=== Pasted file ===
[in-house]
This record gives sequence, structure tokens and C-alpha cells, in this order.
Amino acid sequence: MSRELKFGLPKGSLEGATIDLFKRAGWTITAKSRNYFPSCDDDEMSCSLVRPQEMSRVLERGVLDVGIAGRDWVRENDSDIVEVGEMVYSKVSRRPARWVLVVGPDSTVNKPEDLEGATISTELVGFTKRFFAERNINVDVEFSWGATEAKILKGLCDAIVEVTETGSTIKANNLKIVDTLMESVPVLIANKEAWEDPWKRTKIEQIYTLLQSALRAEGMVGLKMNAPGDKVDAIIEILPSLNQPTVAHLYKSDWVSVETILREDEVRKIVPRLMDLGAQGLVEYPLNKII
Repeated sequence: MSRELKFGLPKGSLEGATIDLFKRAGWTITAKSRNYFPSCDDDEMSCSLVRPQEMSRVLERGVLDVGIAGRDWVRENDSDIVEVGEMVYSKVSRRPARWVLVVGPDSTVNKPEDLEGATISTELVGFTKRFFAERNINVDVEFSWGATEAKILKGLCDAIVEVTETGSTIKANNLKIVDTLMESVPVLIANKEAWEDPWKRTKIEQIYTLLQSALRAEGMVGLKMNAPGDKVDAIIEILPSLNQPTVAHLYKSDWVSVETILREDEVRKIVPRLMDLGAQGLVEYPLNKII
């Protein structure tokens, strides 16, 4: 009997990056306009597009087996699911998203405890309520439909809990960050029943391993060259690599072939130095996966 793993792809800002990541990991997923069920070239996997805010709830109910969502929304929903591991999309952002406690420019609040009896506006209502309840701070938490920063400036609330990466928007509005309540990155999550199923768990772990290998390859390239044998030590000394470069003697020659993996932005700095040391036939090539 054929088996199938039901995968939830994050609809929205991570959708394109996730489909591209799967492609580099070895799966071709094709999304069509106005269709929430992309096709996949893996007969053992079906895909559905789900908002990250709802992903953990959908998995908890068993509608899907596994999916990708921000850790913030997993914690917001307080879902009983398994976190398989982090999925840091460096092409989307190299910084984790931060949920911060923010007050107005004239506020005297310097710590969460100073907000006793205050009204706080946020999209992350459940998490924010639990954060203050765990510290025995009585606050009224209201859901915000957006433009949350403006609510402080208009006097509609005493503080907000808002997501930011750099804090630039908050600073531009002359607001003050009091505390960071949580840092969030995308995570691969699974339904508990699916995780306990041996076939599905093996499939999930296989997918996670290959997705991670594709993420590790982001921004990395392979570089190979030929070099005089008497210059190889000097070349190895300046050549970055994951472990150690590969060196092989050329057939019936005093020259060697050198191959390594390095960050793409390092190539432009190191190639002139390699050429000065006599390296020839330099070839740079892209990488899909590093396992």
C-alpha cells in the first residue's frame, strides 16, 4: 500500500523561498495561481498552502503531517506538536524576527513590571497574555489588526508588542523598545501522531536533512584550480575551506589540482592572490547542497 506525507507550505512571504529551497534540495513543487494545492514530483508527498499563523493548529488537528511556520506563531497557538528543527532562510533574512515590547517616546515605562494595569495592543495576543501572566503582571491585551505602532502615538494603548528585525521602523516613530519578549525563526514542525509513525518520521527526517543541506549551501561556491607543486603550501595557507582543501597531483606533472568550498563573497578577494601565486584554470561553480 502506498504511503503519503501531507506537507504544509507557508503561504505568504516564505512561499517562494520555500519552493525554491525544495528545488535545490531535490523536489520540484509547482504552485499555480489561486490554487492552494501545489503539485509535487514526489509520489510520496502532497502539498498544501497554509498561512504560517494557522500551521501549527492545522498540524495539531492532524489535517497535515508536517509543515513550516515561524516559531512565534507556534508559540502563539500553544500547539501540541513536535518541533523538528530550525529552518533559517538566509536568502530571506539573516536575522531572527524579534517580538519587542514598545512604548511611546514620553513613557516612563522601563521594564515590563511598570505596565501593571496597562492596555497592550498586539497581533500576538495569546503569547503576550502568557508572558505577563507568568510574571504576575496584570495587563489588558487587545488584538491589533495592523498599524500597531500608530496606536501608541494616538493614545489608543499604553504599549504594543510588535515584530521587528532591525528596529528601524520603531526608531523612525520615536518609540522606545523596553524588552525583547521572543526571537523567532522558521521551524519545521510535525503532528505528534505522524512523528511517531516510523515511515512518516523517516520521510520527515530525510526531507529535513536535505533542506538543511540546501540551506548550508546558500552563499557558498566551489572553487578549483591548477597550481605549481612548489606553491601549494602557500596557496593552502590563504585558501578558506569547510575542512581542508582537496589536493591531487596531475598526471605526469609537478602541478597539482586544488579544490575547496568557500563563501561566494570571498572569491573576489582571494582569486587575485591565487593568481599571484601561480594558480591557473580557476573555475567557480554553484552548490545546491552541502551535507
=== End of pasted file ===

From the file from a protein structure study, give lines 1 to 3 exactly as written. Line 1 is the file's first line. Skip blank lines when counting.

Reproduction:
[in-house]
This record gives sequence, structure tokens and C-alpha cells, in this order.
Amino acid sequence: MSRELKFGLPKGSLEGATIDLFKRAGWTITAKSRNYFPSCDDDEMSCSLVRPQEMSRVLERGVLDVGIAGRDWVRENDSDIVEVGEMVYSKVSRRPARWVLVVGPDSTVNKPEDLEGATISTELVGFTKRFFAERNINVDVEFSWGATEAKILKGLCDAIVEVTETGSTIKANNLKIVDTLMESVPVLIANKEAWEDPWKRTKIEQIYTLLQSALRAEGMVGLKMNAPGDKVDAIIEILPSLNQPTVAHLYKSDWVSVETILREDEVRKIVPRLMDLGAQGLVEYPLNKII